THE Global Justice Movement Website

THE Global Justice Movement Website
This is the "Global Justice Movement" (dot org) we refer to in the title of this blog.

Wednesday, October 9, 2019

The End of Democracy

As we saw in the previous posting on this subject, had he not been assassinated, there is evidence suggesting that Abraham Lincoln would have used the 1862 Homestead Act as the first step on a total social reformation, putting the financial system on a sound basis and opening up opportunities for everyone to own capital other than land.

Henry Clay Warmoth
Compared to what prevailed in Europe, however, the situation in the United States was sometimes idyllic, especially for ordinary people.  Still, following the Civil War, America began experiencing the results of flaws inherent in the system as applied, or that had been introduced into the system contrary to the founding principles of the country.
Slavery had been abolished, but at a terrible cost, both in lives and in the often-unnoticed fundamental change in the philosophy of law and government.  The Fourteenth Amendment overturned the Dred Scott decision, but had not been tested.
That soon came, however, as a direct result of the greed of the carpetbaggers who swarmed into the former Confederacy to grab as much as they could.  Of these, one of the worst was Louisiana governor Henry Clay Warmoth (1842-1931), “a shrewd, avaricious and unscrupulous man.” (“The Louisiana Thieves,” New Orleans Commercial Bulletin, Monday, August 8, 1870.) At his direction, the state legislature established the “Crescent City Live-Stock Landing and Slaughter-House Company.”  This was a monopoly over the entire slaughtering business in and around New Orleans to be owned by friends of Warmoth.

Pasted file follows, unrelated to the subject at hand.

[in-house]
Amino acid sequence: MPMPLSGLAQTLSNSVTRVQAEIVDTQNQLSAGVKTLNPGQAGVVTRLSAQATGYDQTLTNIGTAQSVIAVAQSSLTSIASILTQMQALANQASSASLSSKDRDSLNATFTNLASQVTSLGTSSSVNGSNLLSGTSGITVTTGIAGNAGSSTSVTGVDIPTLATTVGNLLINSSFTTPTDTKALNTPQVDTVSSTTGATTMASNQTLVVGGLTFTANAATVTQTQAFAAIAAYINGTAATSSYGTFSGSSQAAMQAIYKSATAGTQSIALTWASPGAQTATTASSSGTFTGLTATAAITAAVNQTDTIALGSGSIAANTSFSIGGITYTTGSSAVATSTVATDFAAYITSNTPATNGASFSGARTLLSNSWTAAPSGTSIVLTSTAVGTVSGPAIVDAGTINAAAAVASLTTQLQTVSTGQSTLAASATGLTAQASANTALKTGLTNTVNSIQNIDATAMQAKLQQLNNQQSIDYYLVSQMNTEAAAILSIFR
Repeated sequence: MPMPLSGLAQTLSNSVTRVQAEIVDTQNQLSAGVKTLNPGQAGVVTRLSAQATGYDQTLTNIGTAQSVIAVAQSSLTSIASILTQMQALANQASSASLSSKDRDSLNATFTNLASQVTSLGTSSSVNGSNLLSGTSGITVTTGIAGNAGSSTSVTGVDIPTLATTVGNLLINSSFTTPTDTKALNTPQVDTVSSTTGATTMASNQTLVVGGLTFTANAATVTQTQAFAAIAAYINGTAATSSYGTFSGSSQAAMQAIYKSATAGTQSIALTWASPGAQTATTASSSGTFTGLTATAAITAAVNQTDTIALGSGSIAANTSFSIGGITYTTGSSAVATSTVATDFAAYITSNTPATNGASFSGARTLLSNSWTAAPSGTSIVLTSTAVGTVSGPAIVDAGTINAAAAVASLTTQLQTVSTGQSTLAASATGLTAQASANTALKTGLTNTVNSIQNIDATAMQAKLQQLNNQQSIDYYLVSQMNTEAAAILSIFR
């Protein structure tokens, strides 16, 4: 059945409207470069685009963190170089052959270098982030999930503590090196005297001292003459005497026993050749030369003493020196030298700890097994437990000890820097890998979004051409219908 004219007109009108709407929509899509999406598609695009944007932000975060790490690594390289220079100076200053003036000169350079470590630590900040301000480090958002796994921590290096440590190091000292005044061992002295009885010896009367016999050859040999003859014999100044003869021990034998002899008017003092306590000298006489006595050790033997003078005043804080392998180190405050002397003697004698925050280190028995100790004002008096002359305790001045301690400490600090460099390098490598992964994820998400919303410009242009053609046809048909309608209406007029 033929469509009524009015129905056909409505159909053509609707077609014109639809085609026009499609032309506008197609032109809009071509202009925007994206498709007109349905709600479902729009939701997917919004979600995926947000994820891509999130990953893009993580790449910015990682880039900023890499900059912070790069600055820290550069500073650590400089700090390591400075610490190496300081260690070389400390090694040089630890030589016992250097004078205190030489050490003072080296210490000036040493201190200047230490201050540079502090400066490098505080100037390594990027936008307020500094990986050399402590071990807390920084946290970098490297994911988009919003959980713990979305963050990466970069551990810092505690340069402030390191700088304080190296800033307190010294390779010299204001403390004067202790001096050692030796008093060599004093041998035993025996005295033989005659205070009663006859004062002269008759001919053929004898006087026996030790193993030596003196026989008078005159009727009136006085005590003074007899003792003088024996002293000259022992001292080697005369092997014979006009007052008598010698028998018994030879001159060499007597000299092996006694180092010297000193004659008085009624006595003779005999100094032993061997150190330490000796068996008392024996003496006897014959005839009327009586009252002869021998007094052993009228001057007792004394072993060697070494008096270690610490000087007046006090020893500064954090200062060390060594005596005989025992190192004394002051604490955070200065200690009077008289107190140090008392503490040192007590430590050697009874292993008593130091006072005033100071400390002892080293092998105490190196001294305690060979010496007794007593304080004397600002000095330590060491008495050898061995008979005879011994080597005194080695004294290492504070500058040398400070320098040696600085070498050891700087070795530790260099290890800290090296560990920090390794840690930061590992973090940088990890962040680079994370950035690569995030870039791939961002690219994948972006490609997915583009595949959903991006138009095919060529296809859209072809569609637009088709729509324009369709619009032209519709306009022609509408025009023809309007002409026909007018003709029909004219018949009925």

The butchers, mostly former Confederate soldiers, sued, and “the Slaughterhouse Cases” of 1873 went all the way up to the United States Supreme Court.  In what William Crosskey called a contradictory and “most craftily written decision” (Crosskey, Politics and the Constitution, op. cit., 1130), the 5-4 judgment completely nullified the Fourteenth Amendment and reinstituted the Dred Scott decision that took sovereignty away from human beings and vested it in the collective.
The majority opinion in Slaughterhouse gave the Court the power (as Crosskey put it) “to jump either way: to observe the intended meaning of the Privileges and Immunities Clause [of the Fourteenth Amendment] if that seemed unavoidable, or, in the alternative, to destroy the clause utterly if this seemed safe.” (Ibid.) Thus, although Congress had passed a Constitutional Amendment specifically intended to restore the sovereignty and dignity of every human person, the Supreme Court was able to take back the power it had usurped from the people a little over a decade and a half before.
Birth of a Monetary Myth
Where the Slaughterhouse Cases are given much less importance than they deserve, however, another event that coincidentally happened in 1873 is given much more attention than it ought to have.  This was the Panic of 1873 and the Great Depression of 1873-1878.
Twenty years later the Coinage Act of 1873 (17 Stat. 424) that presumably caused the Panic was enshrined in populist myth as “the Crime of ’73.”  To this was added the demonetization of silver, the program to restore the paper currency to parity with gold, and the attempt to establish an international gold standard. (Nugent, The Money Question During Reconstruction, op. cit., 17-18, 33-38, 46.)
The real cause of the Panic was building railroads faster than demand for them was growing combined with speculation on European stock exchanges.  Railroads received government subsidies and could also finance out of future savings by the expansion of bank credit, while customers received no subsidies and had to finance out of a limited supply of past savings.
Jay Cooke
Causing a domino effect, Jay Cooke and Company, a major investment banking firm, failed after being unable to place bonds issued to finance the building of the Northern Pacific Railway.  This caused a chain reaction of bank and business failures and the panic spread rapidly throughout the United States and Europe.
Even given the restriction of credit in the private sector and the reduction of government debt due to induced deflation to restore the value of the paper currency, however, the country made a relatively quick recovery.  Fueled by rapid expansion into the West, economic development was again in full swing by 1880.  Without an ethical means of spreading out ownership of non-land capital, however, ownership of industry, commerce and, especially, the financial sector became increasingly concentrated.